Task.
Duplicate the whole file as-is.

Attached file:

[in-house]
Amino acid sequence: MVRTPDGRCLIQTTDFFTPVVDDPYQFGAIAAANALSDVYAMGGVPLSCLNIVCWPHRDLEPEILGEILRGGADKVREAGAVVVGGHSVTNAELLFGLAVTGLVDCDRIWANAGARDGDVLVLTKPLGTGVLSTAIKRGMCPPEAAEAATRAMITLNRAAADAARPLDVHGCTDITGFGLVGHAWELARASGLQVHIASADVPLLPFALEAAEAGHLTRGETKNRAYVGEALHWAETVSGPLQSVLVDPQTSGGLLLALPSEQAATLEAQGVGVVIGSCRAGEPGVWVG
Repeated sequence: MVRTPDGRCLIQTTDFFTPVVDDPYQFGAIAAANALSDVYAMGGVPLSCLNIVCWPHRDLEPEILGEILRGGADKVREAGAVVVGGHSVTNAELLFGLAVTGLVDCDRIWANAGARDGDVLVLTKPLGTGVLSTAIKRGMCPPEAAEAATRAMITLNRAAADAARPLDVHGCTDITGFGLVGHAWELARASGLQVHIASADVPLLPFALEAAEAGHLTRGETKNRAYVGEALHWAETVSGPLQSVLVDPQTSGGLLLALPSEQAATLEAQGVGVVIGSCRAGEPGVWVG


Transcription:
[in-house]
Amino acid sequence: MVRTPDGRCLIQTTDFFTPVVDDPYQFGAIAAANALSDVYAMGGVPLSCLNIVCWPHRDLEPEILGEILRGGADKVREAGAVVVGGHSVTNAELLFGLAVTGLVDCDRIWANAGARDGDVLVLTKPLGTGVLSTAIKRGMCPPEAAEAATRAMITLNRAAADAARPLDVHGCTDITGFGLVGHAWELARASGLQVHIASADVPLLPFALEAAEAGHLTRGETKNRAYVGEALHWAETVSGPLQSVLVDPQTSGGLLLALPSEQAATLEAQGVGVVIGSCRAGEPGVWVG
Repeated sequence: MVRTPDGRCLIQTTDFFTPVVDDPYQFGAIAAANALSDVYAMGGVPLSCLNIVCWPHRDLEPEILGEILRGGADKVREAGAVVVGGHSVTNAELLFGLAVTGLVDCDRIWANAGARDGDVLVLTKPLGTGVLSTAIKRGMCPPEAAEAATRAMITLNRAAADAARPLDVHGCTDITGFGLVGHAWELARASGLQVHIASADVPLLPFALEAAEAGHLTRGETKNRAYVGEALHWAETVSGPLQSVLVDPQTSGGLLLALPSEQAATLEAQGVGVVIGSCRAGEPGVWVG